Contact: Michelle Viotti  (818) 354-8774

Jobs in the 21st century are only getting better and better, as the call for students with planet-finding talent grows louder.  Through the Michelson Fellowship Program, NASA’s Jet Propulsion Laboratory (JPL), Pasadena, Calif., recently awarded three post- doctoral and four graduate fellowships to students with innovative proposals for enhancing NASA’s search for planets around other stars. 
    "Support of students — our future astronomers and space scientists — is a high priority for NASA and JPL," said Dr. Rudolf Danner, director of the fellowship program. "Not only will we benefit from the high caliber of their research, the recipients will have a unique opportunity to participate in current mission work, as well as to prepare for new career opportunities in astronomy."
    Funded by NASA’s Origins Program and JPL’s Space Interferometry Mission, the fellowships are named for Dr. Albert Michelson, the first American to win a Nobel Prize in physics.  Michelson is known as the father of interferometry, a technique that combines and processes light from multiple telescopes to obtain a clear image of distant objects.  Interferometry is a key technology for the Origins program in its effort to detect faint, Earth-size planets around stars light years away.
    The annually awarded fellowship sponsors three years of graduate research at the student’s host institution and covers tuition, a student stipend, and a small budget for travel and other research expenses. The graduate student award is about $30,000 per year, while the post-doctoral awards range from $60,000 to $80,000 per year, depending on the nature of the research. 
This year’s graduate fellowships were awarded to:
  – Yuan Liu, State University of New York at Stony Brook, who will develop a technique to detect binary (double) stars;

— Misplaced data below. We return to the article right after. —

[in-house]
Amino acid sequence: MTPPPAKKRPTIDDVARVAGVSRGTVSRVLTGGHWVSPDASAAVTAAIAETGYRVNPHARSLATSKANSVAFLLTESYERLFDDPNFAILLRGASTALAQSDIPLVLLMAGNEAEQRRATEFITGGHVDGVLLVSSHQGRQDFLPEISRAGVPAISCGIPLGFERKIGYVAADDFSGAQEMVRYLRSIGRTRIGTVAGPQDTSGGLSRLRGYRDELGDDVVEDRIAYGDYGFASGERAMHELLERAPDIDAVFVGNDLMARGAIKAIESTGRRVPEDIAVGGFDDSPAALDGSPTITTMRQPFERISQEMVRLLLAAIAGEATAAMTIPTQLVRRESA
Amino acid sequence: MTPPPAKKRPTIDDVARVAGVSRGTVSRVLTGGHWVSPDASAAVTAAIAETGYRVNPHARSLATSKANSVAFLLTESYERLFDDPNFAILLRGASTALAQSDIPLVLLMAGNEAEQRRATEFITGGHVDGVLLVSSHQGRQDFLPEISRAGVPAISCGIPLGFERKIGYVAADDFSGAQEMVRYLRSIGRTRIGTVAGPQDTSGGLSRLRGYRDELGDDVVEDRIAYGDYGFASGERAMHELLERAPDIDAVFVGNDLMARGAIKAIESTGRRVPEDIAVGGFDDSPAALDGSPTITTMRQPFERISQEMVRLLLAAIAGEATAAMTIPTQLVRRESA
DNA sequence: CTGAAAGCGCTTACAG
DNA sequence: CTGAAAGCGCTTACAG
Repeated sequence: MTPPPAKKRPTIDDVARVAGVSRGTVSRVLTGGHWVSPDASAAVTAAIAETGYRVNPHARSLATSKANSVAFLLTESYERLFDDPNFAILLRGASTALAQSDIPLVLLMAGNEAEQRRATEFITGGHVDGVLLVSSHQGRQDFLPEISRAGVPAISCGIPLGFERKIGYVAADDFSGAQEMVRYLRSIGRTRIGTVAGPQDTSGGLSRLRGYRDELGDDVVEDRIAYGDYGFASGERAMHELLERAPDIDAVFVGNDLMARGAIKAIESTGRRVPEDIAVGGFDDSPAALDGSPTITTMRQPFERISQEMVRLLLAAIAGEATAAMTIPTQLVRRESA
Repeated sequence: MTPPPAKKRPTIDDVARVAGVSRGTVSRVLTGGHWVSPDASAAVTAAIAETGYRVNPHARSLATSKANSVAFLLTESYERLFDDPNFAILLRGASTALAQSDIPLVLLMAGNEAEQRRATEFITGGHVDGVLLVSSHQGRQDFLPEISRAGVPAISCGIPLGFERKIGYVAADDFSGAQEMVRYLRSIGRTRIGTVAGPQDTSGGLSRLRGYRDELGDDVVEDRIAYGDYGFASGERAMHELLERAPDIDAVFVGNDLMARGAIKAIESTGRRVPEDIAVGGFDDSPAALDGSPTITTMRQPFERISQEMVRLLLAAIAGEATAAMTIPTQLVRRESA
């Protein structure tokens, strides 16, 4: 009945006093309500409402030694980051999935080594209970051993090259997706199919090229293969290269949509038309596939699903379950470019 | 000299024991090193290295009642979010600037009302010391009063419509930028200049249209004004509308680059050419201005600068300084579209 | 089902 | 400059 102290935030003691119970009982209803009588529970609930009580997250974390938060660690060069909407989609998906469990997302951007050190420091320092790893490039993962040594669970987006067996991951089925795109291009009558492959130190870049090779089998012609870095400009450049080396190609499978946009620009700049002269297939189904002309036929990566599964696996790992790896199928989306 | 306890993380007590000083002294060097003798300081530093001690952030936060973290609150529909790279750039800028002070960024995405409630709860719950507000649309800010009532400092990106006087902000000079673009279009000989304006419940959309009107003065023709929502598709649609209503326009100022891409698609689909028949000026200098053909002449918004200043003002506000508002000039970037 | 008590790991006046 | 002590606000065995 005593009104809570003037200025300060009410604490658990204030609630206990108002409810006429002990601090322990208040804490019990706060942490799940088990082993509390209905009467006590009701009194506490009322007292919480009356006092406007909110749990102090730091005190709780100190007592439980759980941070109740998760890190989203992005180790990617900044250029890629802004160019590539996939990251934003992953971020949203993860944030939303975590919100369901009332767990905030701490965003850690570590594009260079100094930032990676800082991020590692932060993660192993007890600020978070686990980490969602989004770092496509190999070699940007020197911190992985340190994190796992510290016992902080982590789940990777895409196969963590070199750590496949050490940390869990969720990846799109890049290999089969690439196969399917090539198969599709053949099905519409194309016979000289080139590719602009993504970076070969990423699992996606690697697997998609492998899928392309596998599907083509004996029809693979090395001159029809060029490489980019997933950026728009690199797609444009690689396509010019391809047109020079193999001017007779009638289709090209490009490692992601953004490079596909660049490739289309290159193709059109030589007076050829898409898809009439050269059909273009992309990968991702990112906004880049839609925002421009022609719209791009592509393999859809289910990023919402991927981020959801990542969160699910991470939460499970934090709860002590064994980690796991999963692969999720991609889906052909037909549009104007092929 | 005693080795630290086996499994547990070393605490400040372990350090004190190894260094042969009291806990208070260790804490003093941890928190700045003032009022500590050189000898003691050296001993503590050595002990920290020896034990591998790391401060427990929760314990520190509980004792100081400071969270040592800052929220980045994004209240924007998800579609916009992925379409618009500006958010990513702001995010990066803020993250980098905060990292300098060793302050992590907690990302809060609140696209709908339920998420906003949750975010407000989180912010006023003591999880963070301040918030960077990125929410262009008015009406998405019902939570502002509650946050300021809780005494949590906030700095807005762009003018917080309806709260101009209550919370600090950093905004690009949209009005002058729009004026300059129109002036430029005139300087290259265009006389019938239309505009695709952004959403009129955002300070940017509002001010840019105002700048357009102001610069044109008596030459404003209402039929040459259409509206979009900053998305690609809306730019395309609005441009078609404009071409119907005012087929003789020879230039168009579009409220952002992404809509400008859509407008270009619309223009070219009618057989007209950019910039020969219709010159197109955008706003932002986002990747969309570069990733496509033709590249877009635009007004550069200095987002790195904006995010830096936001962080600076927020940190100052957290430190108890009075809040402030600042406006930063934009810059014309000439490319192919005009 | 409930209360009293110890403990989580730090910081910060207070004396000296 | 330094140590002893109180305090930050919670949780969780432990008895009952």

– David Berger, Georgia State University in Atlanta, who will develop a method to reduce the obscuring effects of the atmosphere in ground-based telescopic observations;
  – Doug Hope, University of New Mexico in Albuquerque, who will     apply information theory — the theoretical understanding of     how computer algorithms work — to the analysis of images taken by optical interferometers; and,
  – Kuo-Chia (Alice) Liu, Massachusetts Institute of Technology,     Cambridge, who will study the engineering challenges
    associated with large space interferometers, seeking ways of     taking more and better images within a shorter amount of time.
Post-doctoral fellowships were awarded to:
  – Dr. Marc Kuchner, California Institute of Technology, Pasadena,     who will study the earliest stages of planet formation by looking for dust around nearby stars at Harvard University’s     Center for Astrophysics, Boston, Mass.;
  – Dr. Maciej Konacki, Nicolaus Copernicus University, Poland, who will develop new methods for planet detection at Caltech; and,
  – Dr. Jean-Philippe Berger, Observatoir de Grenoble, France, who will pursue research at Harvard’s Center for Astrophysics on     ways to combine the light from several telescopes so that they     act as a single, much larger one.
    The application deadline for fellowships for 2001 is
December 2000.  Information is available at the following
    The Origins Program seeks to understand the emergence and
development of galaxies, stars, and planets, as well as the
possibility for life elsewhere in the universe.  JPL, a division of Caltech, manages the Origins Program on behalf of NASA’s
Office of Space Science, Washington, DC.